“Everyone is a prospect until they become your client or you attend their funeral.” This sounds like old-school selling or something you’ll hear watching Glengarry Glen Ross. It is, however, the attitude of one of LIMRA’s Top 25 Rising Stars of Distribution Under 40 for 2016. Jay Stubbs is unusually successful for a guy his age, and he’s become so by combining historically tried and true marketing and networking techniques with new ideas to reach the next generation. At the same time, he continues to build business with older clients, the ones we’d typically associate as targets of insurance sales. Along the way he’s built a business that would make many jealous.
I asked Stubbs what he’s done differently to grow his business. His tactics aren’t unusual, but he’s applying them differently to appeal to different generations. For example, networking is often the bones of growing a financial services business and Stubbs certainly networks a lot. Most people his age aren’t great networkers so he instantly stands out.
He’s not only networking, but taking leadership roles in his local civic organizations — typically full of older members, so an under-40 participant, again, stands out. And Stubbs doesn’t wait his turn for leadership. He immediately seeks responsibility. With responsibility, Stubbs has learned, comes member contact lists, which he judiciously utilizes to further his networking.
Stubbs has developed a multi-pronged networking approach. When he meets someone new he tries to ask four questions: What do you do? Who do you do it with (what company)? Where do you work (location)? How long have you been there?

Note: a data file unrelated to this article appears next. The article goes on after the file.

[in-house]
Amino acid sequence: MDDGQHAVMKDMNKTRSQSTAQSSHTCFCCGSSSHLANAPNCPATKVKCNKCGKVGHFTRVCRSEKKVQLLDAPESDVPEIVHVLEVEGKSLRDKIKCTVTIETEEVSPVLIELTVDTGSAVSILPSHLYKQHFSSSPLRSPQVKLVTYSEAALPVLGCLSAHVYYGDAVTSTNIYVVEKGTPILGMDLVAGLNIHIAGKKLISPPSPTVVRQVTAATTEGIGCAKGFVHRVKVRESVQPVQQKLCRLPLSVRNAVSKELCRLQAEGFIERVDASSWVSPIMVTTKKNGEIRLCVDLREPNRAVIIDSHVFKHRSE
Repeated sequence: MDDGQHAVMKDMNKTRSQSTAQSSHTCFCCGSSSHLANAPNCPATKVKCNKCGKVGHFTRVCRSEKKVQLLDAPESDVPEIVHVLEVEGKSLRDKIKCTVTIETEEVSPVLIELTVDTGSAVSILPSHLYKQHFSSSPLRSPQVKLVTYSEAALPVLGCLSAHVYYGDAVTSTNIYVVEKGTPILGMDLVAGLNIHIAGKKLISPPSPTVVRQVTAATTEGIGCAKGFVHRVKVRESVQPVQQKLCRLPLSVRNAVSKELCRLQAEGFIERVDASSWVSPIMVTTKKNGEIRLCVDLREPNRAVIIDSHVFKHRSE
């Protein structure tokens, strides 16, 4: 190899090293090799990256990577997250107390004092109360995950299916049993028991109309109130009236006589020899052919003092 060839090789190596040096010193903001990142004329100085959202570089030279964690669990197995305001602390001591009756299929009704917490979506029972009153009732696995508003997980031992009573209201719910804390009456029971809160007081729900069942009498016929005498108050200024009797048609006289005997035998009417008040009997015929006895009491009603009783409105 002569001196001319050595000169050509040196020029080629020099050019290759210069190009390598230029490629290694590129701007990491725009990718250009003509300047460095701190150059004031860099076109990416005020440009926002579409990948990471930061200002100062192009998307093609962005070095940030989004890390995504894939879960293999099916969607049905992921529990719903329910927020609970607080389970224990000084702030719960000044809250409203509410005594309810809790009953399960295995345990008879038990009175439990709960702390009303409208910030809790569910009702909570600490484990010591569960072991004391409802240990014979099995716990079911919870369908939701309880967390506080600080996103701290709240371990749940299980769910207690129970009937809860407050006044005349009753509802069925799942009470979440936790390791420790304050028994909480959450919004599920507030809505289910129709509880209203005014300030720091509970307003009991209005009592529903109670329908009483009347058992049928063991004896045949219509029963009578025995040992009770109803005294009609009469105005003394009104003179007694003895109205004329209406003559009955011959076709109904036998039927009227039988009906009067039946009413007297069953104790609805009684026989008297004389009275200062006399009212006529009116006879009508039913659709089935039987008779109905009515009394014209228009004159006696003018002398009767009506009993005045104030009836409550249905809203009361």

Stubbs later reaches out to someone else he knows at the same company (after years of working this tactic, his address book is huge) to get more information on the individual. That conversation is something like, “I met so-and-so at an event recently who works with you and am curious if you know whether he has a relationship with an advisor or not. What else can you tell me about him?”
Then, his next-gen approach is to go to LinkedIn and gather more info. He’ll invite the prospect to connect with a personal note, not the standard LinkedIn message that requires no effort.
He then sends a non-threatening message to set an appointment — the key is the non-threatening part. Stubbs ensures his meeting invitations are written in a friendly tone using phrases like “tell you what I do,” “different approach” and “short period of time.” Stubbs assumes his prospect has been approached before, so the phrase “different approach” is the one that he makes sure stands out in his message. Per Stubbs’s success, it works.
I asked Stubbs about the mistakes he sees younger advisors make and his answer was quick: “They go where everyone else already is.” Doctors and traditional business owners are covered with financial services types calling on them, Stubbs said. Logic has it that these will be lucrative markets, but anecdotal information says these markets and clients can be difficult to engage, especially when there are underserved markets that need his expertise right now like accountants and CFPs (who know how to collect assets but little about managing risk factors appropriately, Stubbs’s specialty.)
Another mistake Stubbs sees is his peers’ unwillingness to become a niche specialist. Stubbs’s study of tax-efficient health care during retirement has led to invitations to present to many different audiences where he is the recognized expert. This leads to him being contacted with specific questions, which have resulted in new sales.
Finally, become an effective presenter. No amount of tech savvy will outweigh effective presentations to large groups. Support your presentations with technology and crisp, clear leave-behinds that highlight your presentation. Make sure your contact information is easy to find.
Stubbs’s recognition by LIMRA didn’t come because he reinvented the wheel. It came because he’s revisiting what works with a new, fresh, next-gen approach.